About this Blog

This blog started as an online diary and place for me to rant about annoyances in my family.

However since July it has become a place for me to catalogue and express my views and opinions on the treatment I have recieved following the diagnosis of a potentially cancerous tumor in my bowel.

On 3rd August 2011 I was told that it was cancerous. In April 2012 I was given the all clear.

October 15th 2013 I was diagnosed with peritoneal disease and liver metastases. The cancer was back and this time it is inoperable.

It is a little bit out of date as the NHS doesn't tend to have a WiFi connection in hospital and I can only post when I get home and posts take a while to write.

It is NOT about individuals or the nursing profession. It is about some of the inadequacies in the system and the way the NHS is failing some people.

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Friday, 24 January 2014

Dorothy, we ain't in Kansas anymore

To be more accurate, actually I am not in Redhill anymore. I'm on (I think) the first floor (C) of Royal Surrey Hospital in Guildford. 

Earlier today things took a turn for the worse. Not physically for me but in the interpretation of all the results of all the tests I have been having recently. 

Things appear to have been getting aggressive in my stomach and treating me was beyond the scope of the consultants and teams in East Surrey. 

The consultant rang and spoke to Dr Cummins (my oncologist) and he agreed that I needed to be treated, we were not and are not going to let this beat us this early on in the year. 

So, it was decided that the best place for me to be was Royal Surrey. They have the consultants, the experience, the oncology department and can treat me far more effectively here. The plan was for me to stay in East Surrey over the weeknd and move to Royal Surrey when a bed became available probably Monday.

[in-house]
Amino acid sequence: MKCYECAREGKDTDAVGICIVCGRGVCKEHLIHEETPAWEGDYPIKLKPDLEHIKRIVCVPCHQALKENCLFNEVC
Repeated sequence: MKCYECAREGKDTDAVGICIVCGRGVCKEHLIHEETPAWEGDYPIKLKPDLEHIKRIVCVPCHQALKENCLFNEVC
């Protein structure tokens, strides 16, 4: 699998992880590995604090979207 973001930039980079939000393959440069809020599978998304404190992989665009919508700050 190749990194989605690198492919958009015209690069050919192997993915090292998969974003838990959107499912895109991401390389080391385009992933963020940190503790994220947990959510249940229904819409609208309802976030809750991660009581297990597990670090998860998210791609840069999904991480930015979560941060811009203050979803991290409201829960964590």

This all took place just before lunch this morning. Which incidentally I didn't get to eat as I am back on free fluids/clear fluids. Which basically means soups with no lumps, jelly, ice cream, mouse etc etc.

I spoke to Tony and he would come to the hospital as soon as he finished work. 

At about 3:15 the registrar came to take some blood from my PICC line and then the nurse came in with the news that there was a bed at Royal Surrey now. 

So, that was that. Luckily Tony arrived before I got whisked off and I got to update him on all the information I had been given in the last few hours. We quickly called my mum on the bedside phone to give her a quick update, skyped Isaac who had spent the day with grandma as he was sick this morning and had a cough (?) and then the ambulance crew arrived and I was being wheeled through the hospital and loaded up.

It turns out that out of all the ambulance crews available I get two gents. One of whom went to school with my husband and one of whom is a scout leader in Crawley, I mean what are the chances of that happening?

We left East Surrey at 16:23, we arrived at Royal Surrey about 30 minutes later. I have officially now been bluelighted through Reigate and around the M25.

At present I am waiting for pain relief because they can't use my drugs chart from East Surrey, but am clear that solving this problem is going to involve some fairly hefty medical procedures, maybe as an emergency if something happens over the weekend, but more than likely next week as long as I can get through the weekend with no WIFI now ;(

Wednesday, 22 January 2014

Living with cancer

Living with cancer is much more than just going to weekly, fortnightly or other frequency chemo appointments.

There is all the side effects and problems that tumours, especially ones that cannot be operated on cause.

Consider this, since December 23rd I have been admitted to hospital 4 times (3 of those via ambulance).

The latest admission rounded of a lovely evening of drinking tea and teaching some of the people who made my very special quilt how to knit.

Here's how it happened.

I ate a biscuit (never again), got up to go to the loo, and face planted into Emma's under stairs shoe rack, unconscious. I imagine panic ensued. You don't expect your friend, even if she is suffering cancer to faint when she has seemed fine all night. I also have several small cuts to my chin and lip to show for the ordeal.

An ambulance was called, but Emma lives on a new estate so someone had to chase the ambulance up the road, while the lovely Jennie had been woken and came to provide some medical reassurance.